Beware of fake forms of holiness
That’s one of the things Pope Francis mentioned in his latest Apostolic Exhortation, Gaudete et exsultate. We have to really know what true sanctity is, how it is attained, where to find it, how to sustain it and make it grow, etc. It cannot be denied that there are many fake forms of holiness besetting our world today, and we have to know how to identify them and avoid them. One of the fake forms is what he called as Gnosticism, actually a very old heresy that continues to hound us today but in very subtle ways.
In paragraph 36 of the document, the Pope describes Gnosticism as “a purely subjective faith whose only interest is a certain experience or a set of ideas and bits of information which are meant to console and enlighten, but which ultimately keep one imprisoned in his or her own thoughts and feelings.”
Then in paragraph 37, he points out the consequence of this erroneous approach. “Throughout the history of the Church,” he said, “it has always been clear that a person’s perfection is measured not by the information or knowledge they possess, but by the depth of their charity.
“Gnostics do not understand this, because they judge others based on their ability to understand the complexity of certain doctrines. They think of the intellect as separate from the flesh, and thus become incapable of touching Christ’s suffering flesh in others,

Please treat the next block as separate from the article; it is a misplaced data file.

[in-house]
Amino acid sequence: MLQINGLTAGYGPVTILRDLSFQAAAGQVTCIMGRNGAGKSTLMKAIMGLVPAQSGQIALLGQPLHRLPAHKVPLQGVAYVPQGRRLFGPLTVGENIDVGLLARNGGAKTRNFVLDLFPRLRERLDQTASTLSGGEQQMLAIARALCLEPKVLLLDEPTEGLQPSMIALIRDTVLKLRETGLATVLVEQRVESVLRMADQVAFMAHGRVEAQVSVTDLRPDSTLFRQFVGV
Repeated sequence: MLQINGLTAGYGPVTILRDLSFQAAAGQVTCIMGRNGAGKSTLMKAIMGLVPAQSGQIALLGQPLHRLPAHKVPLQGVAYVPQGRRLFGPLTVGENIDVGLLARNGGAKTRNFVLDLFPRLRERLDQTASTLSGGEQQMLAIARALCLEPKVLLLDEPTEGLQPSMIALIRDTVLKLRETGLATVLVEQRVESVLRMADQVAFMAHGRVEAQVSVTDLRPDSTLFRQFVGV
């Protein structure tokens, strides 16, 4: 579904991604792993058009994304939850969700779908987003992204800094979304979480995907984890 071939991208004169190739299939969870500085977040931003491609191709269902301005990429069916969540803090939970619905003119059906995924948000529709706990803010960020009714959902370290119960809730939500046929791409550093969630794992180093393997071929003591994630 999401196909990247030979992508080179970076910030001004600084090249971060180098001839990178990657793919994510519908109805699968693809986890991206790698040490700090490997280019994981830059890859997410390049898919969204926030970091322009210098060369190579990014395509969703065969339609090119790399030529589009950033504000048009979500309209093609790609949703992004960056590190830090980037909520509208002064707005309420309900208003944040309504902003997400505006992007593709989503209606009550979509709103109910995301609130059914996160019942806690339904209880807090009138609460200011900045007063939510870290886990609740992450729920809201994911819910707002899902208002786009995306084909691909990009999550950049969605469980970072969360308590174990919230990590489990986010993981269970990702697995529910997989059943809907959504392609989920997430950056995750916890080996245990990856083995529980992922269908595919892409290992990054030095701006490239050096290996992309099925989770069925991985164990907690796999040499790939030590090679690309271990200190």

locked up as they are in an encyclopaedia of abstractions. In the end, by disembodying the mystery, they prefer ‘a God without Christ, a Christ without the Church, a Church without her people.”
We need to be clear about this. While knowledge of the doctrine of the faith is indispensable, it should not be separated from the most important element of sanctity which is charity. That’s why St. Paul said: “These three remain: faith, hope and love. But the greatest of these is love.” (1 Cor 13,13) Earlier, he said: “If I speak in the tongues of men or of angels, but do not have love, I am only a resounding gong or a clanging cymbal. If I have the gift of prophecy and can fathom all mysteries and all knowledge, and if I have a faith that can move mountains, but do not have love, I am nothing.” (1-2)
And this love, let’s never forget it, should be the love shown and lived by Christ himself and commanded by him to be the kind of love we have for each other. “Love one another as I have loved you,” he said. (Jn 13,34) And what kind of love is shown and lived by Christ? A love that goes all the way to offer his own life for our sake, a love that knows how to bear all the sins of men. It’s not a love that is very concerned about the requirements of justice, because in the end, in spite of our best efforts, we know that we can never fully meet these requirements.
And so we have to see to it that our growth in the knowledge of the doctrine of our faith should lead us first of all in the growth of the charity as shown and lived by Christ. If we notice that our doctrinal knowledge makes us feel superior to others, leading us to look down on them, to be rash in our judgments, let’s be convinced that we are on the wrong track toward true holiness. We would be following a fake one.
True holiness should make us always humble, compassionate, patient, merciful, willing to bear the burden of the others, never mind if in our human standards, things seem to be unfair. True holiness is living the beatitudes as articulated by Christ.